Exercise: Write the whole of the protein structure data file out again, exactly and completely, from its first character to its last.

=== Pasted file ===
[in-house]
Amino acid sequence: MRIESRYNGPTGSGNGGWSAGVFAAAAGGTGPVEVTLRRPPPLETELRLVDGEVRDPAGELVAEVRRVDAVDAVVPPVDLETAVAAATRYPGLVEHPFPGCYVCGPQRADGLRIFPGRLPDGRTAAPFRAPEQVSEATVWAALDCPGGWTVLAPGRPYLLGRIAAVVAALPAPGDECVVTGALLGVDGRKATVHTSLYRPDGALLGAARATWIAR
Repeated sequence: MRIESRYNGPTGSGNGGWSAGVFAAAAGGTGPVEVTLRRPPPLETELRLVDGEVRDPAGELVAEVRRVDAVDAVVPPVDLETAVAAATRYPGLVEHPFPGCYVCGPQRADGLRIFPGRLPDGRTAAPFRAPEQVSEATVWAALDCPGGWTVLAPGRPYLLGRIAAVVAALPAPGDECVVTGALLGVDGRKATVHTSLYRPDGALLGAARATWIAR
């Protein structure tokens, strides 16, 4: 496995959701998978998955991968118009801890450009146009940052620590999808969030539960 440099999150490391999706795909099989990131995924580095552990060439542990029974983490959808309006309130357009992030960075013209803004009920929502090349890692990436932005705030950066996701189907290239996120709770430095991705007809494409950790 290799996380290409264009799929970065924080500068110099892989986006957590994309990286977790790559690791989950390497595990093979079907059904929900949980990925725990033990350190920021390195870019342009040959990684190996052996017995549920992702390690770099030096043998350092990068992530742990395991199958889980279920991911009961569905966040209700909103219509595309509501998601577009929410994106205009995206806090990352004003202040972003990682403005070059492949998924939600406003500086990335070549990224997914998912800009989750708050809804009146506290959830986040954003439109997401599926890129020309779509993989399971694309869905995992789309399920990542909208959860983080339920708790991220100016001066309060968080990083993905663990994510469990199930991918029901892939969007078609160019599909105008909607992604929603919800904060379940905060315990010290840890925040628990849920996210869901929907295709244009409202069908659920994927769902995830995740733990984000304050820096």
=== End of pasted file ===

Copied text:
[in-house]
Amino acid sequence: MRIESRYNGPTGSGNGGWSAGVFAAAAGGTGPVEVTLRRPPPLETELRLVDGEVRDPAGELVAEVRRVDAVDAVVPPVDLETAVAAATRYPGLVEHPFPGCYVCGPQRADGLRIFPGRLPDGRTAAPFRAPEQVSEATVWAALDCPGGWTVLAPGRPYLLGRIAAVVAALPAPGDECVVTGALLGVDGRKATVHTSLYRPDGALLGAARATWIAR
Repeated sequence: MRIESRYNGPTGSGNGGWSAGVFAAAAGGTGPVEVTLRRPPPLETELRLVDGEVRDPAGELVAEVRRVDAVDAVVPPVDLETAVAAATRYPGLVEHPFPGCYVCGPQRADGLRIFPGRLPDGRTAAPFRAPEQVSEATVWAALDCPGGWTVLAPGRPYLLGRIAAVVAALPAPGDECVVTGALLGVDGRKATVHTSLYRPDGALLGAARATWIAR
């Protein structure tokens, strides 16, 4: 496995959701998978998955991968118009801890450009146009940052620590999808969030539960 440099999150490391999706795909099989990131995924580095552990060439542990029974983490959808309006309130357009992030960075013209803004009920929502090349890692990436932005705030950066996701189907290239996120709770430095991705007809494409950790 290799996380290409264009799929970065924080500068110099892989986006957590994309990286977790790559690791989950390497595990093979079907059904929900949980990925725990033990350190920021390195870019342009040959990684190996052996017995549920992702390690770099030096043998350092990068992530742990395991199958889980279920991911009961569905966040209700909103219509595309509501998601577009929410994106205009995206806090990352004003202040972003990682403005070059492949998924939600406003500086990335070549990224997914998912800009989750708050809804009146506290959830986040954003439109997401599926890129020309779509993989399971694309869905995992789309399920990542909208959860983080339920708790991220100016001066309060968080990083993905663990994510469990199930991918029901892939969007078609160019599909105008909607992604929603919800904060379940905060315990010290840890925040628990849920996210869901929907295709244009409202069908659920994927769902995830995740733990984000304050820096």